General protections are a series of “protections” in the Fair Work Act 2009 (Cth) that aim to:
- protect your workplace rights;
- protect against coercion, intimidation and misrepresentation;
- protect you from sham contracting;
- protect freedom of association;
- provide protection from discrimination at work; and
- provide effective relief for anyone who is discriminated against, victimised, or otherwise treated unfairly at work.
General protections do this by providing that a person (usually your employer or supervisor) must not take ‘adverse action’. This means that a person must not terminate you, discriminate between you and other workers or treat you unfavourably because you have a workplace right, have exercised a workplace right, or you propose to exercise a workplace right.
The legal meaning of workplace right is very broad. You have workplace rights to make a complaint or enquiry about your employment (like seeking a pay rise), insisting on being paid correctly or receiving your lawful entitlements. This can also include occupational health and safety matters, discrimination legislation, and includes any right contained within the Fair Work Act and associated legislation and regulation.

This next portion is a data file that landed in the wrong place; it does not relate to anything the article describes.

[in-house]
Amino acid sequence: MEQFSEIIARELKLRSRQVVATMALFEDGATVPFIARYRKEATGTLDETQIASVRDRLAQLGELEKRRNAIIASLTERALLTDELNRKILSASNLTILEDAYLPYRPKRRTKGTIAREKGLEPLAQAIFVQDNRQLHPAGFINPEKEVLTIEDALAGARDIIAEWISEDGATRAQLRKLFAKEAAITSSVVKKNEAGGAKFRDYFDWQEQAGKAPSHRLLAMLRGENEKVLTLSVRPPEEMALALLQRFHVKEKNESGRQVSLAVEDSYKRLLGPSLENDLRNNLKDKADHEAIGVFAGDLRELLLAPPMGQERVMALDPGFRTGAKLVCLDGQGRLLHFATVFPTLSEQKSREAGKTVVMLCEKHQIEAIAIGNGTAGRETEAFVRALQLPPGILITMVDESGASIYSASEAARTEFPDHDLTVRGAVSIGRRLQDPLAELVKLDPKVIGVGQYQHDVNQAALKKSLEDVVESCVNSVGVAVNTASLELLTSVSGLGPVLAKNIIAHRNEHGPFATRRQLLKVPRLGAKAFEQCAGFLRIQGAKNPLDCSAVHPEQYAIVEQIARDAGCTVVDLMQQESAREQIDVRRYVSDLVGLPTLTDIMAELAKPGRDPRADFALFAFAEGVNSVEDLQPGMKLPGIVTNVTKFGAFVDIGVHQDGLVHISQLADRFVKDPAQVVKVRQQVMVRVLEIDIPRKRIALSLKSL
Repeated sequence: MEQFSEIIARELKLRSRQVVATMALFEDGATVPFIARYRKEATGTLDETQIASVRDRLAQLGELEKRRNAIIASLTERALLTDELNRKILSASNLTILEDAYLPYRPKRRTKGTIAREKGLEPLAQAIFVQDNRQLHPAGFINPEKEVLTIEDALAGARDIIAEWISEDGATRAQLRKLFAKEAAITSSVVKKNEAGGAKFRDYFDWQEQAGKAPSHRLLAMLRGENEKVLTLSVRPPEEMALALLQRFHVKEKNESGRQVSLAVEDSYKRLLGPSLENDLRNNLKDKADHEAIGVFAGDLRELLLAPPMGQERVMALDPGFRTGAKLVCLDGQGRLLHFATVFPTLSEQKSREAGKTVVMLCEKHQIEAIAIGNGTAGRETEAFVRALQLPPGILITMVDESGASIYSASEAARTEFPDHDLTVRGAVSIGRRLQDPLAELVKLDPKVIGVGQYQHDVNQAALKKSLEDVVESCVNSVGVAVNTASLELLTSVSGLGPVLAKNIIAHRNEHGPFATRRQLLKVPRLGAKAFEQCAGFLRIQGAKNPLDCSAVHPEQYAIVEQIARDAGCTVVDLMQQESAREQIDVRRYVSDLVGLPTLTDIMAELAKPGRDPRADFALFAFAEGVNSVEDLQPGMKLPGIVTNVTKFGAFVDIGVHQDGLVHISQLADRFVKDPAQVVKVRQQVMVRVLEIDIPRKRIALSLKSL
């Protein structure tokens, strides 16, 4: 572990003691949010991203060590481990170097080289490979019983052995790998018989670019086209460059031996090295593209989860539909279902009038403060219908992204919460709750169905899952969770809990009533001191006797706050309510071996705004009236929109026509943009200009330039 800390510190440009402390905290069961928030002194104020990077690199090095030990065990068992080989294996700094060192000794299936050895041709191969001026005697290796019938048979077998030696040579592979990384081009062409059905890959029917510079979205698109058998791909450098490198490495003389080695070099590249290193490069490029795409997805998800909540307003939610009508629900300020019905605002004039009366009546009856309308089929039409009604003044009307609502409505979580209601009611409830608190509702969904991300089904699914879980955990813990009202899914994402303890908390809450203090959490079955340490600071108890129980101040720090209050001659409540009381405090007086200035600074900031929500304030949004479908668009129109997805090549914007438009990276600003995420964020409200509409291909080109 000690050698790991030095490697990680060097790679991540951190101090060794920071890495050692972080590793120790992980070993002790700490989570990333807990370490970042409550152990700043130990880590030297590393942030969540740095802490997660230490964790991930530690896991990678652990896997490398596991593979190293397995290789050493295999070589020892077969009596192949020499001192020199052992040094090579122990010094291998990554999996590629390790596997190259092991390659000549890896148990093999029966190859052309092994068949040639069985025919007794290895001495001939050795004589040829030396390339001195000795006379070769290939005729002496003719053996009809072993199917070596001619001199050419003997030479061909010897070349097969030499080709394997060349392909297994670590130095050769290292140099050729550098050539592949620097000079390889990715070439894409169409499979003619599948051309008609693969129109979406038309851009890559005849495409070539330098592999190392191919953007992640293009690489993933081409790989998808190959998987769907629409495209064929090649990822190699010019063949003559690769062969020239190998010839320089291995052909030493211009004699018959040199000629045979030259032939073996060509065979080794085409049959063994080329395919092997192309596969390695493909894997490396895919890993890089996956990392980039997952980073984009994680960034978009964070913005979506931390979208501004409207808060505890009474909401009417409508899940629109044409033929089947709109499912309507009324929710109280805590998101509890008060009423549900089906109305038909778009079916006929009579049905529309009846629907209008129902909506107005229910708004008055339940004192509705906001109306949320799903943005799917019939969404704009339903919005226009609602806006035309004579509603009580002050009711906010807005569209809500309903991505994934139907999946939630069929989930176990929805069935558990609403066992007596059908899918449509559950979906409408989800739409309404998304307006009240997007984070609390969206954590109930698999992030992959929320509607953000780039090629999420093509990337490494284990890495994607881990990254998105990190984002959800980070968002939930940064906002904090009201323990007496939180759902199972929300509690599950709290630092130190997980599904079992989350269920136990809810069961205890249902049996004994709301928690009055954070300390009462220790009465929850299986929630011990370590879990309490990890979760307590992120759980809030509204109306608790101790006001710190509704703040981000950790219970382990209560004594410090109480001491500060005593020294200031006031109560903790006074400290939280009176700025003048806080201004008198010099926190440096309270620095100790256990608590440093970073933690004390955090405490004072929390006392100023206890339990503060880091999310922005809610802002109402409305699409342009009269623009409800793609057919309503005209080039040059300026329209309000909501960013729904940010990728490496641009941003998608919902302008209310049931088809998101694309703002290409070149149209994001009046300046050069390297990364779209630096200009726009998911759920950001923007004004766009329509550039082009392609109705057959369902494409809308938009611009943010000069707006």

A general protections claim may be related to your dismissal, but it doesn’t have to be. You can still be working somewhere and use the general protections provisions to assert your rights at work.
If you are about to be terminated for exercising a workplace right, act quickly. Courts have the power to stop your boss from terminating you if they have breached the general protection provisions of the Fair Work Act including by issuing injunctions.
You may also be entitled to compensation and your boss can be fined – with the fine being paid to you.
If you want to find out more about your ability to claim general protections, contact a member of our employment law team.